A Hero of Our Time Part 2
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"Pechorin rose, bowed to her, put his hand to his forehead and heart, and asked me to answer her. I know their language well, and I translated his reply.
"When she had left us I whispered to Grigori Aleksandrovich:
"'Well, now, what do you think of her?'
"'Charming!' he replied. 'What is her name?'
"'Her name is Bela,' I answered.
"And a beautiful girl she was indeed; her figure was tall and slender, her eyes black as those of a mountain chamois, and they fairly looked into your soul. Pechorin, deep in thought, kept his gaze fixed upon her, and she, for her part, stole glances at him often enough from under her lashes. Pechorin, however, was not the only one who was admiring the pretty princess; another pair of eyes, fixed and fiery, were gazing at her from the corner of the room. I took a good look at their owner, and recognised my old acquaintance Kazb.i.+.c.h, who, you must know, was neither exactly 'friendly' nor yet the other thing. He was an object of much suspicion, although he had never actually been caught at any knavery. He used to bring rams to our fortress and sell them cheaply; only he never would haggle; whatever he demanded at first you had to give. He would have his throat cut rather than come down in price. He had the reputation of being fond of roaming on the far side of the Kuban with the Abreks; and, to tell the truth, he had a regular thief's visage. A little, wizened, broad-shouldered fellow he was--but smart, I can tell you, smart as the very devil! His tunic was always worn out and patched, but his weapons were mounted in silver. His horse was renowned throughout Kabardia--and, indeed, a better one it would be impossible to imagine! Not without good reason did all the other hors.e.m.e.n envy Kazb.i.+.c.h, and on more than one occasion they had attempted to steal the horse, but they had never succeeded. I seem to see the animal before me now--black as coal, with legs like bow-strings and eyes as fine as Bela's! How strong he was too! He would gallop as much as fifty versts at a stretch! And he was well trained besides--he would trot behind his master like a dog, and actually knew his voice! Kazb.i.+.c.h never used to tether him either--just the very horse for a robber!...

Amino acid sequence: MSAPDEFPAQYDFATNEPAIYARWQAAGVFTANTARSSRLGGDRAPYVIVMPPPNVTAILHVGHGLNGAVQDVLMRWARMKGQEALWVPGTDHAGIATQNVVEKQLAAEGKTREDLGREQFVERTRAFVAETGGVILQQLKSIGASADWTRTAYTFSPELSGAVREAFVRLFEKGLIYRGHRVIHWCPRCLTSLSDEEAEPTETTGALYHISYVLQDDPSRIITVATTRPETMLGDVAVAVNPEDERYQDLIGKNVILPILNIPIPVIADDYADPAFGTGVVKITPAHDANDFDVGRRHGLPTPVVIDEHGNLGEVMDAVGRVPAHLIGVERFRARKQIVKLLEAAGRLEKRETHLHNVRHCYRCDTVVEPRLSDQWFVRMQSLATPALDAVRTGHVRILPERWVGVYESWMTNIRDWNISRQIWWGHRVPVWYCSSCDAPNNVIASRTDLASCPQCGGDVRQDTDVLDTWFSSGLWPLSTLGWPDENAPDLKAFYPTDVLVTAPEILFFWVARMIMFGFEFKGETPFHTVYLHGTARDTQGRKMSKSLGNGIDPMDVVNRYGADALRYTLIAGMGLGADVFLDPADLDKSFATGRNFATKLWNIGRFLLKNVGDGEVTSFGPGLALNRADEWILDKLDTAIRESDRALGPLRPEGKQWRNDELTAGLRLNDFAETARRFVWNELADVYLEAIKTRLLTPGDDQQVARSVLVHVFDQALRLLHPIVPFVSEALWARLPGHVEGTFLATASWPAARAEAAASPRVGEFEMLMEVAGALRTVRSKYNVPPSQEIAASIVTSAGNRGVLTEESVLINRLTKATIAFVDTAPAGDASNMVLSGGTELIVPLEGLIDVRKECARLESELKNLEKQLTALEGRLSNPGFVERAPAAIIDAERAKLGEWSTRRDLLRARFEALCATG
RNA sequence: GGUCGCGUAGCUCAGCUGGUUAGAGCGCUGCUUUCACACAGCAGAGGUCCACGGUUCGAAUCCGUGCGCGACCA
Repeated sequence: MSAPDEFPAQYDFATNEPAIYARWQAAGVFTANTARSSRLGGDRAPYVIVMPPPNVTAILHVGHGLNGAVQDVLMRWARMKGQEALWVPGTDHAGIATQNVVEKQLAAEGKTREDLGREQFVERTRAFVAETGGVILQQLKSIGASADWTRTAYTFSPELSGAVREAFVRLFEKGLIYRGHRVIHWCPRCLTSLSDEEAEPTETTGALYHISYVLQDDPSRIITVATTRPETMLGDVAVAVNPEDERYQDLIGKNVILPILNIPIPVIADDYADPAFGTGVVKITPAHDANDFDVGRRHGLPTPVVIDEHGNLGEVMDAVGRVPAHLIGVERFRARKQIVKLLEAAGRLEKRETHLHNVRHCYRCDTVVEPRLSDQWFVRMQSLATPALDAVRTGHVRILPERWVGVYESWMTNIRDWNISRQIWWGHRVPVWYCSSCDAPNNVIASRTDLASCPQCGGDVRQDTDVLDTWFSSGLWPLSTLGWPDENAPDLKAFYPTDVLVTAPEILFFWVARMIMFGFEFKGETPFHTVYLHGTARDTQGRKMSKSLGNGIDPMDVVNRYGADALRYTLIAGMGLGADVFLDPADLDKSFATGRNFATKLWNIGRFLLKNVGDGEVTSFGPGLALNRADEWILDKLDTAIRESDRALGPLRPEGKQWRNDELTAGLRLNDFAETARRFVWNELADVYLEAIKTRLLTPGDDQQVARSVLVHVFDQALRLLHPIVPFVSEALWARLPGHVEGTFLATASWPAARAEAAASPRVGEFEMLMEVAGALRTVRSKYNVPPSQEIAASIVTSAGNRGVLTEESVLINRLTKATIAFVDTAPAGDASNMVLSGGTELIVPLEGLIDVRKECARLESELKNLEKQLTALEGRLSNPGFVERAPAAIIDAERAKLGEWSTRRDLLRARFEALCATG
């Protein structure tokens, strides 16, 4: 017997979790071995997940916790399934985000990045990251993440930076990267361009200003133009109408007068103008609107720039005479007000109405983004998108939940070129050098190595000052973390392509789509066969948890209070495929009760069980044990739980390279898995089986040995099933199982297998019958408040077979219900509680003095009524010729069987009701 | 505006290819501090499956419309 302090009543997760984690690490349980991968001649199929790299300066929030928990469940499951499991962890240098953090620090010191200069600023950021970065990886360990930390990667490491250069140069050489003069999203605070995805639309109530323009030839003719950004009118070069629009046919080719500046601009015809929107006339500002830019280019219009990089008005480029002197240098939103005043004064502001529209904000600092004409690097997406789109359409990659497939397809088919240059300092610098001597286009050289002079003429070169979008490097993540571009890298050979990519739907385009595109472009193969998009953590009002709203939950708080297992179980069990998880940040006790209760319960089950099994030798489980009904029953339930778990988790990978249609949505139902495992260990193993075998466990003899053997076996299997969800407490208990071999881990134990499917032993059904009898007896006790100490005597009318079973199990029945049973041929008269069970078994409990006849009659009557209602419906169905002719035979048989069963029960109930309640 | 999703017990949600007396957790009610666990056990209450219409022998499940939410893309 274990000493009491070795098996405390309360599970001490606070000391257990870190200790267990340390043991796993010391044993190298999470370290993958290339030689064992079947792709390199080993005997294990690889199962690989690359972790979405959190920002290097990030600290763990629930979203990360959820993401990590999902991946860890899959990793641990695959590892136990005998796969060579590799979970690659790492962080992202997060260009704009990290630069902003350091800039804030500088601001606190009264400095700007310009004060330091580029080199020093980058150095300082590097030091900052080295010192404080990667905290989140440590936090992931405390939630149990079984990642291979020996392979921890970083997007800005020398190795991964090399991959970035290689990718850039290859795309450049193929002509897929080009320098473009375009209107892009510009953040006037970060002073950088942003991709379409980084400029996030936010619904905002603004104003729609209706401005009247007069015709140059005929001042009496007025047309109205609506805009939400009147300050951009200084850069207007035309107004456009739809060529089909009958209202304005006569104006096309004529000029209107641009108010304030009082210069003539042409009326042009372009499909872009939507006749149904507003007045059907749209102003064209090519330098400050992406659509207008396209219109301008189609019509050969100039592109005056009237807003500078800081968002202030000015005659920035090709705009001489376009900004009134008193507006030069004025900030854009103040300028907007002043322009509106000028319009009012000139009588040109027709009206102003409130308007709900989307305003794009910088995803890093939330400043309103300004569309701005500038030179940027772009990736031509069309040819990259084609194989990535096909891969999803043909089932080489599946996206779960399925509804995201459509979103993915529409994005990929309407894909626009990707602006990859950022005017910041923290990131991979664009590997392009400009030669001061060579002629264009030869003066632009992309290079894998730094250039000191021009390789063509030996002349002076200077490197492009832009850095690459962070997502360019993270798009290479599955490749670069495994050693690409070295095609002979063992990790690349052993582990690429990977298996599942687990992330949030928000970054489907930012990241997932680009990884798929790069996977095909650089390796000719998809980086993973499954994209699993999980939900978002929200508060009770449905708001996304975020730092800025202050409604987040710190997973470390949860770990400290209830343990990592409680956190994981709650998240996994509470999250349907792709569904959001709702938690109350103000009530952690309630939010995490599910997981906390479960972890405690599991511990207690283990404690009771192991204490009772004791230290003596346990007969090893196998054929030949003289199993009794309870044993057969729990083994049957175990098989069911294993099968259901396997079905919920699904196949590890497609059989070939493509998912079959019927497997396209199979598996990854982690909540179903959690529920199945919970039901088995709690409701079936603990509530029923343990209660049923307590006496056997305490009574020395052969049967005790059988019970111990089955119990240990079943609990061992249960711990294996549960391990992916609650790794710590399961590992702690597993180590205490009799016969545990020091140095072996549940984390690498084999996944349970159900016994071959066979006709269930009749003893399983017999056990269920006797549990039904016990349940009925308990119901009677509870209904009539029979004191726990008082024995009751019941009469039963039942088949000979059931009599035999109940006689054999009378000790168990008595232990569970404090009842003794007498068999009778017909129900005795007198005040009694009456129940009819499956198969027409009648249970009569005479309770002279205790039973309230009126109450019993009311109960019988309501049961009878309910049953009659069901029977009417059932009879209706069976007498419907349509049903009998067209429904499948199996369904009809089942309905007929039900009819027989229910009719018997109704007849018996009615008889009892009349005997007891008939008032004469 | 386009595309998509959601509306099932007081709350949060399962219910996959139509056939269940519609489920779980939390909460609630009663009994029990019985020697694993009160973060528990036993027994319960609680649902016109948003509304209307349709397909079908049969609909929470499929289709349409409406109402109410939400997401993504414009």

"On that evening Kazb.i.+.c.h was more sullen than ever, and I noticed that he was wearing a coat of mail under his tunic. 'He hasn't got that coat of mail on for nothing,' I thought. 'He has some plot in his head, I'll be bound!'
"It grew oppressively hot in the hut, and I went out into the air to cool myself. Night had fallen upon the mountains, and a mist was beginning to creep along the gorges.
"It occurred to me to pop in under the shed where our horses were standing, to see whether they had their fodder; and, besides, it is never any harm to take precautions. My horse was a splendid one too, and more than one Kabardian had already cast fond glances at it, repeating at the same time: 'Yaks.h.i.+ tkhe chok yaks.h.i.+.' 
"I stole along the fence. Suddenly I heard voices, one of which I immediately recognised.
"It was that of the young pickle, Azamat, our host's son. The other person spoke less and in a quieter tone.
"'What are they discussing there?' I wondered. 'Surely it can't be my horse!' I squatted down beside the fence and proceeded to play the eavesdropper, trying not to let slip a single word. At times the noise of songs and the buzz of voices, escaping from the hut, drowned the conversation which I was finding interesting.
"'That's a splendid horse of yours,' Azamat was saying. 'If I were master of a house of my own and had a stud of three hundred mares, I would give half of it for your galloper, Kazb.i.+.c.h!'
"'Aha! Kazb.i.+.c.h!' I said to myself, and I called to mind the coat of mail.
"'Yes,' replied Kazb.i.+.c.h, after an interval of silence. 'There is not such another to be found in all Kabardia. Once--it was on the other side of the Terek--I had ridden with the Abreks to seize the Russian herds.
We had no luck, so we scattered in different directions. Four Cossacks dashed after me. I could actually hear the cries of the giaours behind me, and in front of me there was a dense forest. I crouched down in the saddle, committed myself to Allah, and, for the first time in my life, insulted my horse with a blow of the whip. Like a bird, he plunged among the branches; the sharp thorns tore my clothing, the dead boughs of the cork-elms struck against my face! My horse leaped over tree-trunks and burst his way through bushes with his chest! It would have been better for me to have abandoned him at the outskirts of the forest and concealed myself in it afoot, but it was a pity to part with him--and the Prophet rewarded me. A few bullets whistled over my head. I could now hear the Cossacks, who had dismounted, running upon my tracks.
Suddenly a deep gully opened before me. My galloper took thought--and leaped. His hind hoofs slipped back off the opposite bank, and he remained hanging by his fore-feet. I dropped the bridle and threw myself into the hollow, thereby saving my horse, which jumped out. The Cossacks saw the whole scene, only not one of them got down to search for me, thinking probably that I had mortally injured myself; and I heard them rus.h.i.+ng to catch my horse. My heart bled within me. I crept along the hollow through the thick gra.s.s--then I looked around: it was the end of the forest. A few Cossacks were riding out from it on to the clearing, and there was my Karagyoz  galloping straight towards them. With a shout they all dashed forward. For a long, long time they pursued him, and one of them, in particular, was once or twice almost successful in throwing a la.s.so over his neck.